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dc.contributor.authorvan der Kam, S
dc.contributor.authorRoll, S
dc.contributor.authorSwarthout, T
dc.contributor.authorEdyegu-Otelu, G
dc.contributor.authorMatsumoto, A
dc.contributor.authorKasujja, F X
dc.contributor.authorCasademont, C
dc.contributor.authorShanks, L
dc.contributor.authorSalse-Ubach, N
dc.date.accessioned2016-02-28T14:01:22Zen
dc.date.available2016-02-28T14:01:22Zen
dc.date.issued2016-02-09en
dc.identifier.citationEffect of Short-Term Supplementation with Ready-to-Use Therapeutic Food or Micronutrients for Children after Illness for Prevention of Malnutrition: A Randomised Controlled Trial in Uganda. 2016, 13 (2):e1001951 PLoS Med.en
dc.identifier.issn1549-1676en
dc.identifier.pmid26859481en
dc.identifier.doi10.1371/journal.pmed.1001951en
dc.identifier.urihttp://hdl.handle.net/10144/600286en
dc.description.abstractGlobally, Médecins Sans Frontières (MSF) treats more than 300,000 severely malnourished children annually. Malnutrition is not only caused by lack of food but also by illnesses and by poor infant and child feeding practices. Breaking the vicious cycle of illness and malnutrition by providing ill children with nutritional supplementation is a potentially powerful strategy for preventing malnutrition that has not been adequately investigated. Therefore, MSF investigated whether incidence of malnutrition among ill children <5 y old could be reduced by providing a fortified food product or micronutrients during their 2-wk convalescence period. Two trials, one in Nigeria and one in Uganda, were conducted; here, we report on the trial that took place in Kaabong, a poor agropastoral region of Karamoja, in east Uganda. While the region of Karamoja shows an acute malnutrition rate between 8.4% and 11.5% of which 2% to 3% severe malnutrition, more than half (58%) of the population in the district of Kaabong is considered food insecure.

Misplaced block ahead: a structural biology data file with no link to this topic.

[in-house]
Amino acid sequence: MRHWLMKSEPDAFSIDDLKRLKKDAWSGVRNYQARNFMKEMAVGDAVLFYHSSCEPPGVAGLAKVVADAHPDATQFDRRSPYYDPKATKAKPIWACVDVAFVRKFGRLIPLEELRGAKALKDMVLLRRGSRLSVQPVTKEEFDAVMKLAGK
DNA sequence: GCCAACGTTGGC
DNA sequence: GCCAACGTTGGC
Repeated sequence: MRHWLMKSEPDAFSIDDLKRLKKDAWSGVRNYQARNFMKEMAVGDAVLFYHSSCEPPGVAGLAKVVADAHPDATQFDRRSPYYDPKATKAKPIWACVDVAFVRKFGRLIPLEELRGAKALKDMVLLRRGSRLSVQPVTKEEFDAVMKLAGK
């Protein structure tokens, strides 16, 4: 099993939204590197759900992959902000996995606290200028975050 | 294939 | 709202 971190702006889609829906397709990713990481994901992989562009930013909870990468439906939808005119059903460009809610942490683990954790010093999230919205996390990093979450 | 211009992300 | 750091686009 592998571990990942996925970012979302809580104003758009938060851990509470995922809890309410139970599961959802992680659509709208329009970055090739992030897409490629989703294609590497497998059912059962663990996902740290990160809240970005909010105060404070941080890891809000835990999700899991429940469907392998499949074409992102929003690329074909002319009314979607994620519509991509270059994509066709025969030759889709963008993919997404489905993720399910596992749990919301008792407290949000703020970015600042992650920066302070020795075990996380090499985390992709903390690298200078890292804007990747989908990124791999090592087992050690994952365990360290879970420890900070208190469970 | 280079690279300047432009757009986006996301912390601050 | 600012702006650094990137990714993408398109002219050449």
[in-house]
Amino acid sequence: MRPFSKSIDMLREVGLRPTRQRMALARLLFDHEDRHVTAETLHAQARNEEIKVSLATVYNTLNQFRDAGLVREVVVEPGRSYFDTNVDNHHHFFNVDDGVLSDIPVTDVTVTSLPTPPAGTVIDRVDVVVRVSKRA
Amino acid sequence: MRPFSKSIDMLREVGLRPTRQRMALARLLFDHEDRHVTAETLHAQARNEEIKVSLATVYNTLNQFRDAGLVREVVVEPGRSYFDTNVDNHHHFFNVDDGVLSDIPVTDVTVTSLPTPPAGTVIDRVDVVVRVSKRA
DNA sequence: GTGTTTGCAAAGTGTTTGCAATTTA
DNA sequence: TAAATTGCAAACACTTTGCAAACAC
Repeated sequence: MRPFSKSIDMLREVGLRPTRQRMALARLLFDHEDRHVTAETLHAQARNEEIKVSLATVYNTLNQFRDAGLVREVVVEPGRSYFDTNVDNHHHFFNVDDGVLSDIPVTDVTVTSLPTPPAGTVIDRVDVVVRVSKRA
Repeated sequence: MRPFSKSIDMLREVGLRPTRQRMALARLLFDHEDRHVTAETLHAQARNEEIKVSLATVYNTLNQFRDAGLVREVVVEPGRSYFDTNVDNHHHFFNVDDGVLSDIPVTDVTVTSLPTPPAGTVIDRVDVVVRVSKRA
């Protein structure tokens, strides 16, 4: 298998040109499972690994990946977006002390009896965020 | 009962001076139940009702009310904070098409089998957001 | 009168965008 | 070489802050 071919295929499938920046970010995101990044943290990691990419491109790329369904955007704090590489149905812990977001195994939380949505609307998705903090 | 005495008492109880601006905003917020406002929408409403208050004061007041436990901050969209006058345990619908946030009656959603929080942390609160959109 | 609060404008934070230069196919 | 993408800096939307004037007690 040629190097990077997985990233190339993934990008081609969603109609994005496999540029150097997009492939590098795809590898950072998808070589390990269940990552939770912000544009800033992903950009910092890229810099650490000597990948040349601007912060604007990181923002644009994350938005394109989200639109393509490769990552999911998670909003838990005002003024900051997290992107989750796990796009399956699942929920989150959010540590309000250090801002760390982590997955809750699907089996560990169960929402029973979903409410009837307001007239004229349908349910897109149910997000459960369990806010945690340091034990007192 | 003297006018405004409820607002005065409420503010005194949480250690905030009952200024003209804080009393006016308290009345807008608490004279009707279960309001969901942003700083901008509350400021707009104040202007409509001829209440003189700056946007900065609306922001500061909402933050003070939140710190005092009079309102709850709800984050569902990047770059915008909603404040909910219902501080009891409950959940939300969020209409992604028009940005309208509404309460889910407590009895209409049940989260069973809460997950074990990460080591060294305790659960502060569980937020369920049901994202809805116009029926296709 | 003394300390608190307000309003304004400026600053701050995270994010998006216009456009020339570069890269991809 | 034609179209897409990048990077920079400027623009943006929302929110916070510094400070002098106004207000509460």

dc.language.isoenen
dc.publisherPublic Library of Scienceen
dc.rightsPublished by Public Library of Science, [url]http://medicine.plosjournals.org/[/url] Archived on this site by Open Access permissionen
dc.titleEffect of Short-Term Supplementation with Ready-to-Use Therapeutic Food or Micronutrients for Children after Illness for Prevention of Malnutrition: A Randomised Controlled Trial in Ugandaen
dc.typeArticleen
dc.identifier.journalPLoS Medicineen
refterms.dateFOA2019-03-04T12:39:51Z
html.description.abstractGlobally, Médecins Sans Frontières (MSF) treats more than 300,000 severely malnourished children annually. Malnutrition is not only caused by lack of food but also by illnesses and by poor infant and child feeding practices. Breaking the vicious cycle of illness and malnutrition by providing ill children with nutritional supplementation is a potentially powerful strategy for preventing malnutrition that has not been adequately investigated. Therefore, MSF investigated whether incidence of malnutrition among ill children <5 y old could be reduced by providing a fortified food product or micronutrients during their 2-wk convalescence period. Two trials, one in Nigeria and one in Uganda, were conducted; here, we report on the trial that took place in Kaabong, a poor agropastoral region of Karamoja, in east Uganda. While the region of Karamoja shows an acute malnutrition rate between 8.4% and 11.5% of which 2% to 3% severe malnutrition, more than half (58%) of the population in the district of Kaabong is considered food insecure.


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